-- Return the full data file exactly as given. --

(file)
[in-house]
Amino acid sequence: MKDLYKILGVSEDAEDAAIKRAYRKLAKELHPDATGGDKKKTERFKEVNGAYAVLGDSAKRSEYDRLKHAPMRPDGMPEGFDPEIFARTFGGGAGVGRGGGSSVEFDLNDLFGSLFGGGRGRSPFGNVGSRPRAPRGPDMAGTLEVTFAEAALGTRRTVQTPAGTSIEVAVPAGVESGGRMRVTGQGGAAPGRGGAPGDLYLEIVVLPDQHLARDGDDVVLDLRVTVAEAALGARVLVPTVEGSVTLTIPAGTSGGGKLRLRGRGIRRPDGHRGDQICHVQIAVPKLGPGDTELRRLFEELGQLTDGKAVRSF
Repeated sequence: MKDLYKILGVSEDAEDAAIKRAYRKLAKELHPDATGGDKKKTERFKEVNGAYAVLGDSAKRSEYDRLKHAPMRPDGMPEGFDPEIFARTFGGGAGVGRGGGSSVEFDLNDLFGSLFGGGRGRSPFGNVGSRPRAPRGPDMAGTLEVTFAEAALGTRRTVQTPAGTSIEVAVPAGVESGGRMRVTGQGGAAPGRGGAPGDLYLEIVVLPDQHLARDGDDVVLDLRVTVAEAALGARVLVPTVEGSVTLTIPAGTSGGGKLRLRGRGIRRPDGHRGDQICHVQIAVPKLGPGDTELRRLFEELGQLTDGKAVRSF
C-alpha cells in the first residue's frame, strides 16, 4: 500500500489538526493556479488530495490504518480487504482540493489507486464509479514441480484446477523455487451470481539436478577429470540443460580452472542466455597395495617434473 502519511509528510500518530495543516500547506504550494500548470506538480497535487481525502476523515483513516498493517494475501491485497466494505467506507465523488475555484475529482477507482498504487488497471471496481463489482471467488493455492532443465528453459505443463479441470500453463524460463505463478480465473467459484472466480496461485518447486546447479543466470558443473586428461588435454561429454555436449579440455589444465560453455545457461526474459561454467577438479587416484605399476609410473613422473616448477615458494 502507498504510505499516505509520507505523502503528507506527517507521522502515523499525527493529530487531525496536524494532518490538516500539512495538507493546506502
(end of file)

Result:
[in-house]
Amino acid sequence: MKDLYKILGVSEDAEDAAIKRAYRKLAKELHPDATGGDKKKTERFKEVNGAYAVLGDSAKRSEYDRLKHAPMRPDGMPEGFDPEIFARTFGGGAGVGRGGGSSVEFDLNDLFGSLFGGGRGRSPFGNVGSRPRAPRGPDMAGTLEVTFAEAALGTRRTVQTPAGTSIEVAVPAGVESGGRMRVTGQGGAAPGRGGAPGDLYLEIVVLPDQHLARDGDDVVLDLRVTVAEAALGARVLVPTVEGSVTLTIPAGTSGGGKLRLRGRGIRRPDGHRGDQICHVQIAVPKLGPGDTELRRLFEELGQLTDGKAVRSF
Repeated sequence: MKDLYKILGVSEDAEDAAIKRAYRKLAKELHPDATGGDKKKTERFKEVNGAYAVLGDSAKRSEYDRLKHAPMRPDGMPEGFDPEIFARTFGGGAGVGRGGGSSVEFDLNDLFGSLFGGGRGRSPFGNVGSRPRAPRGPDMAGTLEVTFAEAALGTRRTVQTPAGTSIEVAVPAGVESGGRMRVTGQGGAAPGRGGAPGDLYLEIVVLPDQHLARDGDDVVLDLRVTVAEAALGARVLVPTVEGSVTLTIPAGTSGGGKLRLRGRGIRRPDGHRGDQICHVQIAVPKLGPGDTELRRLFEELGQLTDGKAVRSF
C-alpha cells in the first residue's frame, strides 16, 4: 500500500489538526493556479488530495490504518480487504482540493489507486464509479514441480484446477523455487451470481539436478577429470540443460580452472542466455597395495617434473 502519511509528510500518530495543516500547506504550494500548470506538480497535487481525502476523515483513516498493517494475501491485497466494505467506507465523488475555484475529482477507482498504487488497471471496481463489482471467488493455492532443465528453459505443463479441470500453463524460463505463478480465473467459484472466480496461485518447486546447479543466470558443473586428461588435454561429454555436449579440455589444465560453455545457461526474459561454467577438479587416484605399476609410473613422473616448477615458494 502507498504510505499516505509520507505523502503528507506527517507521522502515523499525527493529530487531525496536524494532518490538516500539512495538507493546506502